August 19, 2015. As a teacher of sociology and media I found myself intrigued by the new documentary “Beltracchi: The Art of Forgery,” now playing at Film Forum. It is a documentary which takes its place among some very good documentaries about art, specifically the perception of art, value of art and the business of art. My list includes “The Art of the Steal” (2009), “Art and Craft” (2014), “Exit Through the Gift Shop” (2010) and “Herb & Dorothy” (2008). I use all of these films in my classes to make points about art and the role played by the media to present art in different ways.
“Beltrachhi” concerns Wolfgang Beltracchi, a very successful German art forger who was finally found out after about 40 years. He escapades included fooling museum curators, art experts, art dealers, the auction houses Christie’s and Sotheby’s, not to mention movie star Steve Martin, who bought a painting. Read the rest of this entry
I will be teaching two courses in the Sociology Department of Queens College from June 29 – August 6, 2015. The classes are “Sociology of Cinema” soc 249-01 (7863) and “Mass Communication and Popular Culture” soc 218-01 (7862).
“Mass Communication and Popular Culture – soc 218-01 (7862). This course examines the role of media in terms of how it frames a narrative, including the malleable nature of truth. The course also looks at how media can create instant celebrities and, on the flip side, how media can be used for social action. The class also looks at how government tries to punish those whose use of media it does not approve. While the course examines current media related issues, it also uses media: narrative films, documentaries, TV and internet to illustrate its points. In addition the class has an array of fascinating guest filmmakers who come to class, in person and via Skype.
“Sociology of Cinema” soc 249-01 (7863). Sex, drugs, alcohol, gangsters (and those are just the films from 1930 – 1934!). “Sociology of Cinema” looks at cinema from the point of view of what was occurring in society at a particular time and how this affected the movies being produced. Topics include Film Noir, Pre-Code and Post Code Hollywood which includes Gangster Films, Social Issue Films, Sin Movies and films of the 1970s, a time of major upheaval for Hollywood.
On April 25 the Tribeca Film Festival nearly blew the roof off of the Beacon Theater with its closing night event, a 25th anniversary screening of director Martin Scorsese’s 1990 film “Goodfellas,” presented in a stunning, digital restoration. Following the screening, moderator Jon Stewart conducted an interview with “Goodfellas” cast members Robert De Niro, Paul Sorvino, Ray Liotta, Lorraine Bracco and “Goodfellas” screenwriter Nick Pileggi, who also wrote the book “Wiseguy,” upon which “Goodfellas” is based. Conspicuously absent from the event was Scorsese, who is on location in Taiwan, shooting a movie. Scorsese shot an video introduction to the evening, which was shown before the film. Irwin Winkler, the film’s producer, also shot a video introduction. Read the rest of this entry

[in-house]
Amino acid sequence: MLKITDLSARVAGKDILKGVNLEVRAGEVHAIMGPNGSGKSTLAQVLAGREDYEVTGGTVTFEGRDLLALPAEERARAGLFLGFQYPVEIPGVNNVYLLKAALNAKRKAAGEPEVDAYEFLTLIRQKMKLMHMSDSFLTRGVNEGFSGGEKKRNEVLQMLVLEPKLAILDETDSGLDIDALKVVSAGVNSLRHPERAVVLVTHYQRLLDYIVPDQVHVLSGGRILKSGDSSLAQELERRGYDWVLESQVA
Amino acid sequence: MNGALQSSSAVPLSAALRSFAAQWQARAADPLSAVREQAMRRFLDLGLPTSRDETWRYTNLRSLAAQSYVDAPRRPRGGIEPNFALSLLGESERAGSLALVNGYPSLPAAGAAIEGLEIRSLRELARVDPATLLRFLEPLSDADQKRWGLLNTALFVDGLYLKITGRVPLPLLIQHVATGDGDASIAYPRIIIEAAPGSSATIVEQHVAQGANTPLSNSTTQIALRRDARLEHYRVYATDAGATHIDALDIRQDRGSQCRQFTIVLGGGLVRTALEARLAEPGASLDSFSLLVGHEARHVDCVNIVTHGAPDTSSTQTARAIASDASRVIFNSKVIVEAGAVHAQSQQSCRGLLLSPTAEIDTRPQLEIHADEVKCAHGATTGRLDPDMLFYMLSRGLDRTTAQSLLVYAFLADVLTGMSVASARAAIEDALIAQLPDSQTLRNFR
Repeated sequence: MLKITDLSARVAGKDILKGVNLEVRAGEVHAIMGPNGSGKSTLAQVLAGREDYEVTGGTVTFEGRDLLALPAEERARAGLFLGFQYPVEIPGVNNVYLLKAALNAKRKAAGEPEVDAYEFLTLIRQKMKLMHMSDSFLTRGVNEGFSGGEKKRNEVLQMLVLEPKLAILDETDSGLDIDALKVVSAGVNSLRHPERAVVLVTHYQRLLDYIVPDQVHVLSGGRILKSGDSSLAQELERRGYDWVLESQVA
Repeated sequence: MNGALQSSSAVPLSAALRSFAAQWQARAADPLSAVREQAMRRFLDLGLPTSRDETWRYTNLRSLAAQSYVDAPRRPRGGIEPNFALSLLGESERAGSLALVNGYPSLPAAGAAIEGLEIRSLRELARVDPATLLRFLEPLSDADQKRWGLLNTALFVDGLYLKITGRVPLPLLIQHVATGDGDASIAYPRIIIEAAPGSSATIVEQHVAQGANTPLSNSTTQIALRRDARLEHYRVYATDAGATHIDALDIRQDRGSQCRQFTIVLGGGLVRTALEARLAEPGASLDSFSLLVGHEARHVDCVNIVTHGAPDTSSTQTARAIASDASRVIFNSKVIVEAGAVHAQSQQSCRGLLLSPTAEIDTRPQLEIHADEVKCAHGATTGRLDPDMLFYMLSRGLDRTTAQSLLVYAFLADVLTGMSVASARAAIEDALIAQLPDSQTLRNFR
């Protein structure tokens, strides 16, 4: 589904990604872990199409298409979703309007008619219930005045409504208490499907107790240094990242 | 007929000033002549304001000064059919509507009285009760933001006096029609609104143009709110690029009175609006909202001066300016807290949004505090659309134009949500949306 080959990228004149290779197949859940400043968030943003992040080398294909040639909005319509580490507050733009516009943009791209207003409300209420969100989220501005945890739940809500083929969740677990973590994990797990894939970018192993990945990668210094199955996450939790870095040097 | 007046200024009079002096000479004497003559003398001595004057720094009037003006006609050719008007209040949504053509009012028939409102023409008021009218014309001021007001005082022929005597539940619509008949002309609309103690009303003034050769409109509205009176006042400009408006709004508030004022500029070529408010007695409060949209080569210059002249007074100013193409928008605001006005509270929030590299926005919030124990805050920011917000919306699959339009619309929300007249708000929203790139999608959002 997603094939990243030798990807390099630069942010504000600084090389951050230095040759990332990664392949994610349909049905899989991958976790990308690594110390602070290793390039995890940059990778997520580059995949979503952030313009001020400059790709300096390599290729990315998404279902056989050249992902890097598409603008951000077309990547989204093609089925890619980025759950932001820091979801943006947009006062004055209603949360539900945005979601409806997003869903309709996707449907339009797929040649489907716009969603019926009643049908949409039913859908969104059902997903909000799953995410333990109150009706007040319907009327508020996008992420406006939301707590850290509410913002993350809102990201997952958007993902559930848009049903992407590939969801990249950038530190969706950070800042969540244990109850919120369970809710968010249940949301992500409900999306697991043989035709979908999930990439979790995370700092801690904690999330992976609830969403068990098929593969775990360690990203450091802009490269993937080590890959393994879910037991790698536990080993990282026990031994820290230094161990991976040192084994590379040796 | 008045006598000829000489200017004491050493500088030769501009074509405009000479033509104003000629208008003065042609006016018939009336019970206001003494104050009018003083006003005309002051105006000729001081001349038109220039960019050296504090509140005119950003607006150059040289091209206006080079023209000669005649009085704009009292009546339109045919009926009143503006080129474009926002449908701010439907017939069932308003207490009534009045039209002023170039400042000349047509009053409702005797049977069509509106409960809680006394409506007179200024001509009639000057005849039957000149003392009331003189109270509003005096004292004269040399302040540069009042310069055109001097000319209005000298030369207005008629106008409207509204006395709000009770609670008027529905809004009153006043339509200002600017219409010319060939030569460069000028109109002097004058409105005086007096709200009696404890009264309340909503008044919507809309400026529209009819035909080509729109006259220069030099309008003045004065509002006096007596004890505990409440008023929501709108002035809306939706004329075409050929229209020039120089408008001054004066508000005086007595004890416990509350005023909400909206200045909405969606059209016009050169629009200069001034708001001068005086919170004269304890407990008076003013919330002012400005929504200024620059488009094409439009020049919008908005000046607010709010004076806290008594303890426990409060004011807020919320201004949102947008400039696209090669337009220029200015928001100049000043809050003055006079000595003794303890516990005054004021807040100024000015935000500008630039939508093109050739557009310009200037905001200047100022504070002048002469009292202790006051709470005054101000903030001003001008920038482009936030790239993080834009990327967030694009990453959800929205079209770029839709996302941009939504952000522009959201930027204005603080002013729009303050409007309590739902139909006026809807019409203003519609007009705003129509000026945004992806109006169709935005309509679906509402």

The Tribeca Film Festival is now running from April 15 – 26 at various venues. As is my habit, I have eschewed the glitz, glamour and celebrities of the festival because, for me, the festival is all about the films, documentaries in particular. At film festivals the documentaries are always the best parts, while fiction films can be “hit” or “miss.”
Autism in Love
“Autism in Love” is my favorite documentary at this year’s festival, so far. It is a portrait of autism that I don’t think has been previously brought to light. The documentary captures the logic, thinking, points of view and feelings of four autistic people dealing with real world, life issues – wanting a relationship, the possibility of taking a relationship to the next level and dealing with a health crisis within a relationship. These are poignant, frank, dignified portraits, richly observed with characters who are appealing. The film is simultaneously heartfelt, funny, sad and, above all, quite human. Director Matt Fuller has portrayed his subjects, and their families, with care and respect. Fuller’s talent as a director has been enhanced by the film’s excellent cinematography, editing and music.
First and foremost, “Autism in Love” is a beautiful looking film, shot by cinematographer Scott Uhlfelder. The subjects are photographed as thoughtful, dignified, articulate people. It is a pleasure to watch.